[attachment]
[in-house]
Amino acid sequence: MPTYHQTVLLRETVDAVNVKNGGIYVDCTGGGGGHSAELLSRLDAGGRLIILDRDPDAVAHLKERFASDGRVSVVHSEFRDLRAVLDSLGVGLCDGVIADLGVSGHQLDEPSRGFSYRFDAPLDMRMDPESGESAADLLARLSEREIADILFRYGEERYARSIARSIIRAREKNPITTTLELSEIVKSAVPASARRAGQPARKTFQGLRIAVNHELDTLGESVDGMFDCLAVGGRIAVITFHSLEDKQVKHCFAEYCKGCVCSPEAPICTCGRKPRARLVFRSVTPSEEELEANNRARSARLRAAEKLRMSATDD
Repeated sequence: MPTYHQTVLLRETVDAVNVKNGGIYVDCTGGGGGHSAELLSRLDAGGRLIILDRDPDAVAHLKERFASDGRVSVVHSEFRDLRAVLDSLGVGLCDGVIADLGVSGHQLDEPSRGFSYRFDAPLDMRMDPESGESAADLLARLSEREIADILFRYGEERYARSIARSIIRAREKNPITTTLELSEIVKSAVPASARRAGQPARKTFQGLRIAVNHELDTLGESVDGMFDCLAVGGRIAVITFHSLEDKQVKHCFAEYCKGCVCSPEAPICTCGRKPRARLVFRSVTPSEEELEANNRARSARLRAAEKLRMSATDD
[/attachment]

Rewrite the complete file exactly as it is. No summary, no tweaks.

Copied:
[in-house]
Amino acid sequence: MPTYHQTVLLRETVDAVNVKNGGIYVDCTGGGGGHSAELLSRLDAGGRLIILDRDPDAVAHLKERFASDGRVSVVHSEFRDLRAVLDSLGVGLCDGVIADLGVSGHQLDEPSRGFSYRFDAPLDMRMDPESGESAADLLARLSEREIADILFRYGEERYARSIARSIIRAREKNPITTTLELSEIVKSAVPASARRAGQPARKTFQGLRIAVNHELDTLGESVDGMFDCLAVGGRIAVITFHSLEDKQVKHCFAEYCKGCVCSPEAPICTCGRKPRARLVFRSVTPSEEELEANNRARSARLRAAEKLRMSATDD
Repeated sequence: MPTYHQTVLLRETVDAVNVKNGGIYVDCTGGGGGHSAELLSRLDAGGRLIILDRDPDAVAHLKERFASDGRVSVVHSEFRDLRAVLDSLGVGLCDGVIADLGVSGHQLDEPSRGFSYRFDAPLDMRMDPESGESAADLLARLSEREIADILFRYGEERYARSIARSIIRAREKNPITTTLELSEIVKSAVPASARRAGQPARKTFQGLRIAVNHELDTLGESVDGMFDCLAVGGRIAVITFHSLEDKQVKHCFAEYCKGCVCSPEAPICTCGRKPRARLVFRSVTPSEEELEANNRARSARLRAAEKLRMSATDD